Sitting volleyball - busting those myths
9th August 2017
Despite the fact that it is reckoned to be thriving in over 75 countries – and is a low-cost sport to start playing - sitting volleyball remains a minority sport in many people’s eyes. A critical factor in this may be the many common misconceptions of the sport which still prevail.
To dispel some of those myths – and using the excellent resources available from VolleySlide as our starting point – we asked London 2012 GB Paralympian Vicky Widdup to set the record straight.
Myth #1: Sitting volleyball is played in a wheelchair
I understand where this one comes from because people do associate a lot of Paralympic sports with being in a wheelchair (think basketball, rugby, tennis). People seem genuinely surprised to find that I don’t play in one. If an athlete who is a wheelchair user can transfer out of their chair, they’re actually better off playing on the floor anyway. Playing in a chair is very difficult. I do run sessions in schools where we adapt the game so that children who are unable to transfer out of their wheelchairs can get a taste of what volleyball is like and can play in this way with their friends – but you won’t see that at clubs or in official competitions.
Myth #2: Sitting volleyball is a sport for disabled people only
This is only true at international level, where you must have a disability in order to compete. However, from local club level right through to European club competitions, players with no disability are able to take part. I wish more would – as it would help promote the game to a whole new potential market. When you combine this with the fact that it’s typically played in mixed teams, you see how sitting volleyball really is such an inclusive sport.
Myth #3: People with an arm impairment or amputation will struggle to play sitting volleyball
Some of the best players in the world have arm impairments. All this does is affect how you play the game, rather than how good you can be. Many such players will have no problems affecting either of their legs, making them incredibly mobile. Therefore, they add value to their team in a different way, compared to someone like me who has a leg disability and finds it harder to get around the court.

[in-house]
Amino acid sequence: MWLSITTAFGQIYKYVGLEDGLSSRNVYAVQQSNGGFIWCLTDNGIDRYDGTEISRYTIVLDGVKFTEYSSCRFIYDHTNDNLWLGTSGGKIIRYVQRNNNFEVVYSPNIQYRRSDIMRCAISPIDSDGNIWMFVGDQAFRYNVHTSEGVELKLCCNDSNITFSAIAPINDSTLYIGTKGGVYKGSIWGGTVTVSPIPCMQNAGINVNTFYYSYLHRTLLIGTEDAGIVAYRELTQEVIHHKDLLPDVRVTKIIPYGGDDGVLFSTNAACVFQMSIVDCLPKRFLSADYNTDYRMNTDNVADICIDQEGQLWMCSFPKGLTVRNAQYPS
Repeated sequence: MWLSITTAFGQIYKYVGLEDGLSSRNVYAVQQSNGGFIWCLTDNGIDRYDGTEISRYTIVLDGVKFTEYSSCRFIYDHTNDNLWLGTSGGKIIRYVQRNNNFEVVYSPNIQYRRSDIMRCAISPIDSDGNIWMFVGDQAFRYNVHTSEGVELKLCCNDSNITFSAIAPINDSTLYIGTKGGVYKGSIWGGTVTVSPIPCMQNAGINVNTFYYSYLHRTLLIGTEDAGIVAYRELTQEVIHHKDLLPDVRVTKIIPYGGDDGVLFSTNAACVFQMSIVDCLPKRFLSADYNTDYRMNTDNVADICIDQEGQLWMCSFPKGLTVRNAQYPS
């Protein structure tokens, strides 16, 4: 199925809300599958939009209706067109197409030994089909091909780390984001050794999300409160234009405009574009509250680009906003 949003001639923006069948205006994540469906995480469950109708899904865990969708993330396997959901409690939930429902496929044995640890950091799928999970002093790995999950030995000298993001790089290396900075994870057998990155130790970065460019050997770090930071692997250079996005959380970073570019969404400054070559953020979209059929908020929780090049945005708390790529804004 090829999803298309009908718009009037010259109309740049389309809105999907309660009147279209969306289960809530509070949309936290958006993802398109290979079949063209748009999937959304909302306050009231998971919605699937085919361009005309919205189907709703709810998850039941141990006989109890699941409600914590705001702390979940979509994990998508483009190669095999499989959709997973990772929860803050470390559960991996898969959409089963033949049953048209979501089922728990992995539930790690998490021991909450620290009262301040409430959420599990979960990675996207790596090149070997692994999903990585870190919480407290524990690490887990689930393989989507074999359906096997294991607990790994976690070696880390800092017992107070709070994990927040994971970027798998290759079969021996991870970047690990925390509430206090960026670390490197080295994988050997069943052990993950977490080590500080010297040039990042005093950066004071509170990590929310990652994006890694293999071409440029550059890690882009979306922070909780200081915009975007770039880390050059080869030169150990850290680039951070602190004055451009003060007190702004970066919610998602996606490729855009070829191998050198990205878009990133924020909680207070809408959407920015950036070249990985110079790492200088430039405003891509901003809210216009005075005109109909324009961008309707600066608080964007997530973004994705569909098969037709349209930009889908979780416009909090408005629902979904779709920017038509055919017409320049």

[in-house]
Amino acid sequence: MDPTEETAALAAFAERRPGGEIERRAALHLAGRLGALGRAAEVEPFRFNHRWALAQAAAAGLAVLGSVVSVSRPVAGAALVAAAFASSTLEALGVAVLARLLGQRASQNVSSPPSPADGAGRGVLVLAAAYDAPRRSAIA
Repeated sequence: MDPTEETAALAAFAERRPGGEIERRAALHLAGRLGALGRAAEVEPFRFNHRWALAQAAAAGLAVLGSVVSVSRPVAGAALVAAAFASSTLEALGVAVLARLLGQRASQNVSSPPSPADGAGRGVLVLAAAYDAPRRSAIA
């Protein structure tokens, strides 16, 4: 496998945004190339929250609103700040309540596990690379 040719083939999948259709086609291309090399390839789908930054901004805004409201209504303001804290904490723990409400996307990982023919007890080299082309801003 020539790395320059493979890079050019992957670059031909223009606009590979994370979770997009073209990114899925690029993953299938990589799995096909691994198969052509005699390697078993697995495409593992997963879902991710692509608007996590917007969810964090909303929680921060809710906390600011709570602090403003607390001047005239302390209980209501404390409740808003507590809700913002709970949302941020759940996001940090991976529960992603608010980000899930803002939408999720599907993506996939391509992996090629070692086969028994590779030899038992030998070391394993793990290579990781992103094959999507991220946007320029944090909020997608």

Myth #4: Beginners really struggle with sitting volleyball
That would only be true if you threw them in at the deep end, introducing the full set of rules from the outset – but why would you do that? Stripped down to its absolute basics, volleyball can be seen as a game of keepy-uppy; the sort of thing you might have played as kids with a beach ball or even a balloon. If you introduce new players to sitting volleyball in that fashion, introducing rules and techniques slowly after that, then it will seem far less daunting.
Myth #5: Sitting volleyball is slow as the athletes are disabled
This is so far from the truth, it’s unbelievable! Before the accident which damaged my leg, I played a lot of sports, including football and rugby. Yet none of them are as fast as sitting volleyball. Watching novice players might make you think the game is slow because they won’t tend to move that much. However, at the higher levels of the game, players are flying all over the court. You have to be fast because of the low, flat trajectory the ball often comes to you on. Reaction times are minimal, especially bearing in mind how you’re often switching between having your hands down (in order to move yourself around the court) and having your hands up to play the ball.
Myth #6: Players just sit on the floor and only play the ball when it comes to them